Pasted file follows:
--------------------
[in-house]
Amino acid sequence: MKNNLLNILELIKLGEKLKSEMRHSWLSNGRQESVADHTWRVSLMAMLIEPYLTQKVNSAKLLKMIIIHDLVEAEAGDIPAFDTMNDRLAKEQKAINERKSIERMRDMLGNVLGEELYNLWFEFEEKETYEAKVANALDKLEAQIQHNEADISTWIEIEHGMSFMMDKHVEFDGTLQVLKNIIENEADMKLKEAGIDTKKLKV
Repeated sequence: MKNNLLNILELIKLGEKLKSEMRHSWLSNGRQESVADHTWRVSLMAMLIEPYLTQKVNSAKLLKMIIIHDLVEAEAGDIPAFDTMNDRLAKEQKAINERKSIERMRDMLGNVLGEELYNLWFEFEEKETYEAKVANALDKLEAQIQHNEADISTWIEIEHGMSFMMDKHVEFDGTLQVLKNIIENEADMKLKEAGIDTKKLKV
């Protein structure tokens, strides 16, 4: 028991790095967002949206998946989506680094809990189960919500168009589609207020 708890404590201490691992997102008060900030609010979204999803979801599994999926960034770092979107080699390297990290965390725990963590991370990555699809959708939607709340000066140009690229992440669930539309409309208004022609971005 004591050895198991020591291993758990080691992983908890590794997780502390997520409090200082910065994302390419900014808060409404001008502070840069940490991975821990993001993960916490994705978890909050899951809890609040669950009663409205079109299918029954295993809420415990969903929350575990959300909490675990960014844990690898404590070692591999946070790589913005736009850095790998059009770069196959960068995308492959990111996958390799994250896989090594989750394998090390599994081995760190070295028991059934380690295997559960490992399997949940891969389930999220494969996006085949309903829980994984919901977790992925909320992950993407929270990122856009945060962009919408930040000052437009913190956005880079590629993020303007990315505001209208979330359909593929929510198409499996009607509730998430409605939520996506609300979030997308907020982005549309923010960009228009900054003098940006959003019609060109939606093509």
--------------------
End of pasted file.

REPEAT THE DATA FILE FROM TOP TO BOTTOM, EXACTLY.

[in-house]
Amino acid sequence: MKNNLLNILELIKLGEKLKSEMRHSWLSNGRQESVADHTWRVSLMAMLIEPYLTQKVNSAKLLKMIIIHDLVEAEAGDIPAFDTMNDRLAKEQKAINERKSIERMRDMLGNVLGEELYNLWFEFEEKETYEAKVANALDKLEAQIQHNEADISTWIEIEHGMSFMMDKHVEFDGTLQVLKNIIENEADMKLKEAGIDTKKLKV
Repeated sequence: MKNNLLNILELIKLGEKLKSEMRHSWLSNGRQESVADHTWRVSLMAMLIEPYLTQKVNSAKLLKMIIIHDLVEAEAGDIPAFDTMNDRLAKEQKAINERKSIERMRDMLGNVLGEELYNLWFEFEEKETYEAKVANALDKLEAQIQHNEADISTWIEIEHGMSFMMDKHVEFDGTLQVLKNIIENEADMKLKEAGIDTKKLKV
């Protein structure tokens, strides 16, 4: 028991790095967002949206998946989506680094809990189960919500168009589609207020 708890404590201490691992997102008060900030609010979204999803979801599994999926960034770092979107080699390297990290965390725990963590991370990555699809959708939607709340000066140009690229992440669930539309409309208004022609971005 004591050895198991020591291993758990080691992983908890590794997780502390997520409090200082910065994302390419900014808060409404001008502070840069940490991975821990993001993960916490994705978890909050899951809890609040669950009663409205079109299918029954295993809420415990969903929350575990959300909490675990960014844990690898404590070692591999946070790589913005736009850095790998059009770069196959960068995308492959990111996958390799994250896989090594989750394998090390599994081995760190070295028991059934380690295997559960490992399997949940891969389930999220494969996006085949309903829980994984919901977790992925909320992950993407929270990122856009945060962009919408930040000052437009913190956005880079590629993020303007990315505001209208979330359909593929929510198409499996009607509730998430409605939520996506609300979030997308907020982005549309923010960009228009900054003098940006959003019609060109939606093509």